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May 8, 2012

Oceana explains why it’s taking ministry and G.G. to court

Audrey Matura Shepherd

While the union has the option of seeking out the labor commissioner, nongovernmental organizations have no such recourse for redress. That is why Oceana Belize is taking its issues to court.  Oceana Belize is not giving up its drive to have a referendum on the question of offshore drilling. On Friday May fourth Oceana filed notice of application for leave to apply for judicial review of the decision of the Chief Election Officer to disqualify eight thousand and forty-seven petitioners, which prevented the environmental group from pushing the agenda forward. The disqualification, represented close to forty percent of all signatures which were collected by the Coalition to Save or Natural Heritage during a national petition drive in 2011. Oceana’s VP Audrey Matura-Shepherd explained why seeking judicial review was the only remaining route to push the agenda forward.

 

Audrey Matura Shepherd, Oceana VP, Belize

“When we got a final letter from Governor General in February seventh of this year saying that we can’t inquire into the reason for the disqualifications but I advise you to either go to the minister responsible for the ministry or the Prime Minister. Well then we realized that from the official channels or the process that was in place under the referendum act; that obviously that was the final decision under the act. But we still felt that we had the right to know the information. Subsequent to that we wrote several letters to the Government to get that information. It has never been forthcoming—but realizing also and preempting that when all else fails behind the scenes that there is always the venue to go to the court, Oceana then sent a notice because under the Public Authorities Act Section three says that you cannot bring a suit against any public authority and I guess in this case the elections and boundaries office, headed by the Chief Elections Officer, is public authority.  So we issued notice over a month ago saying to them take notice that we would take you to Court on this matter. We were hoping it wouldn’t reach there—that this matter could have been solved behind the scenes, we could have gotten answers, they would have revisited the decision and stuff like that. But it hasn’t happened. So having sent the notice and knowing that we have three month time period within which we are to appear before the court and bring a suit and that time period expiring yesterday according to our calculations, we have filed an application to the court. But for us to get judicial review, we can’t just go to the court and say review. You have to first apply to the court for leave meaning for permission to even bring case. So the way the law is designed, it puts a lot of protection against the government when you want to review their decision.  So what we did is file that application for permission and then we will await for a court date and then the matter will proceed from there.”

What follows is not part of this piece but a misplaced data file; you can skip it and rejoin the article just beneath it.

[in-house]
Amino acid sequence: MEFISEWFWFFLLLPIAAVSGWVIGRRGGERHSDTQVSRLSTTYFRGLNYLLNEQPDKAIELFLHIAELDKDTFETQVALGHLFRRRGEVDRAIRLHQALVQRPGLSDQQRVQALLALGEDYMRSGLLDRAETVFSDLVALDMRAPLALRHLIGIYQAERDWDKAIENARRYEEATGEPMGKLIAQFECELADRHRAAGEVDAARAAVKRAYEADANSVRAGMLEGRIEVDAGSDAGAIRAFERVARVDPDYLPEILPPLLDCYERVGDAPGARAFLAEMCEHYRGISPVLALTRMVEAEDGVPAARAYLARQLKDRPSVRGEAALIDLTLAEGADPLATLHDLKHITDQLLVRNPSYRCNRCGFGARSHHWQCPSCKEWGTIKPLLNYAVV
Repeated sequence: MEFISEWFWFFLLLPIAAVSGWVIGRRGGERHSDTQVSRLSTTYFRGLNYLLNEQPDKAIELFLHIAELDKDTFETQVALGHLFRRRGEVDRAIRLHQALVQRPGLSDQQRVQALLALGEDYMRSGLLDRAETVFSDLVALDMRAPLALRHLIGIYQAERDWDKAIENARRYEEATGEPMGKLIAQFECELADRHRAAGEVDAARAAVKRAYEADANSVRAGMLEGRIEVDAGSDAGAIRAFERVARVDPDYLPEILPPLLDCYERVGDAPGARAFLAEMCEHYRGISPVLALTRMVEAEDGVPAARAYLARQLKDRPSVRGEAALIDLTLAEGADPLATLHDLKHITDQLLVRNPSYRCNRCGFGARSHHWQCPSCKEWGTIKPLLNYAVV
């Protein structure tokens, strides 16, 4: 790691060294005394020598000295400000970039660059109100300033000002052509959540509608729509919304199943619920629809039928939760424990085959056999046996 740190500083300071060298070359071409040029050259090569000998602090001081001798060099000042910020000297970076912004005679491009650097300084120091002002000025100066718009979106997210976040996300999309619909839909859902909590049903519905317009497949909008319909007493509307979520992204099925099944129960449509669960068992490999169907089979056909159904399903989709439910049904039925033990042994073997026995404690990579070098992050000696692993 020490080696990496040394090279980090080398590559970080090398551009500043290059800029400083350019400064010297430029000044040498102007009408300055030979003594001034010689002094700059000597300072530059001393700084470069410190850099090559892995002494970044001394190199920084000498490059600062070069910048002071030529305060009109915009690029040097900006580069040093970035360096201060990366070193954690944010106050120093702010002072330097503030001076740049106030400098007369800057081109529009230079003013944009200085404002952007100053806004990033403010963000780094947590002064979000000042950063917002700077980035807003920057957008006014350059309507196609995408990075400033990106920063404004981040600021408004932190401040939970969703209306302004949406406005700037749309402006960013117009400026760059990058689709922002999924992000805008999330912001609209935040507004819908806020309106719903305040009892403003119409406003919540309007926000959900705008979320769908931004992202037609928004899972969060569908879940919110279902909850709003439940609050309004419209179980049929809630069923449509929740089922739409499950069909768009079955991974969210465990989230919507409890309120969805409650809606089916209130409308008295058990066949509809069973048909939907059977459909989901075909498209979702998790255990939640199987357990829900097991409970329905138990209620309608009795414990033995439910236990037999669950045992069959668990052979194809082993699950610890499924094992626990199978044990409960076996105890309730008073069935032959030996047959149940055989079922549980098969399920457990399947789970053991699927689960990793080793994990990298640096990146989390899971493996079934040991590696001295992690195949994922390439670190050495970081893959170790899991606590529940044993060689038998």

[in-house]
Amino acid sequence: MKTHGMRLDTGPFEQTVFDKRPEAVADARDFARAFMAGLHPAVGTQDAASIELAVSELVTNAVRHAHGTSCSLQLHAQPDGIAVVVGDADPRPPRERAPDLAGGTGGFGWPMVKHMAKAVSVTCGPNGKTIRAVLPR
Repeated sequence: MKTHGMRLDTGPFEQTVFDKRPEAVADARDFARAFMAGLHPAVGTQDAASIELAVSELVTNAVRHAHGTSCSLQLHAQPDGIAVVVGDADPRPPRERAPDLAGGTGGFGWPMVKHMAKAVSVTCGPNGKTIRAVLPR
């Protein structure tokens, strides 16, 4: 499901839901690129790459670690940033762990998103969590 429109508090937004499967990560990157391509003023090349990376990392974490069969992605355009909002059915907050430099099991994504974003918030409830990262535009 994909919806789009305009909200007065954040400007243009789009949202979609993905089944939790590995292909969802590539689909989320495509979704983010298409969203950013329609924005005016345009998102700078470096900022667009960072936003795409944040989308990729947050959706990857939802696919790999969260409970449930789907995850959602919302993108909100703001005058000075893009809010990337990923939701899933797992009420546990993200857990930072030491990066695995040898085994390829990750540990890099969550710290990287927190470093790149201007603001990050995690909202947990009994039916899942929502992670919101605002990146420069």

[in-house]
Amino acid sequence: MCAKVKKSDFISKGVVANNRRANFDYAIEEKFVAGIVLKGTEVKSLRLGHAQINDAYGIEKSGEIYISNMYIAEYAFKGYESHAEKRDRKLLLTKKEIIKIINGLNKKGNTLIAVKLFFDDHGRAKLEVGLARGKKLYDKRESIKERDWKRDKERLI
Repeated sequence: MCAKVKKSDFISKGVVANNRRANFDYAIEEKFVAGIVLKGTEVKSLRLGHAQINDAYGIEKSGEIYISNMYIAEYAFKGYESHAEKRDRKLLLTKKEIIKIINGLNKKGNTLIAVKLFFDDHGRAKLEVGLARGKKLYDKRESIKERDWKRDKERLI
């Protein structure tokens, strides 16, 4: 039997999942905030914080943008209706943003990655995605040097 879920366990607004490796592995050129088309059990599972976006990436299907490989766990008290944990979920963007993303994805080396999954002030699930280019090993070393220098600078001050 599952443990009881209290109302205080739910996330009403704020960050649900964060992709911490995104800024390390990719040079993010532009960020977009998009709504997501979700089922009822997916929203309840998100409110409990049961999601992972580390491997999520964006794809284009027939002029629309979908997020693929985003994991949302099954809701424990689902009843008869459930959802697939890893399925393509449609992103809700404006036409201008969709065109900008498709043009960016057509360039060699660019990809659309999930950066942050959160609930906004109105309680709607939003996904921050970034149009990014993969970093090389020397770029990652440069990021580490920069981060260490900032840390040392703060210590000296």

Jose Sanchez

“Let’s push it a little bit further and assume that you do get to see which signatures were disqualified. What then would be the next move?”

 

Audrey Matura Shepherd

“Getting the names of the people who were disqualified is only to help the case because a lot of people said I would want to know I’m disqualified or not. And really if we would have known the people who got disqualified, we could have gotten affidavits from them to show that they properly placed their signatures on the petition form as registered voters at time. So they should have been a valid signature. I could only imagine maybe that’s one of the reasons we were never answered; the questions that we put to the chief elections officer through the C.E.O. at that ministry. So getting the names at this stage is still not a bad thing because as governments should always do; they should always act open and transparent. And so when we request information, it should be easily given to us; after all we were the entity that started this process on behalf of the collation and all the people who signed the petition forms. So we are entitled to get that information. I find it really interesting because when the press conference was held on February second by the chief elections officer, they proudly announced their results and you were there at that press conference and they said we will be forwarding the names of these people—we will be releasing it. Well we never got it.”

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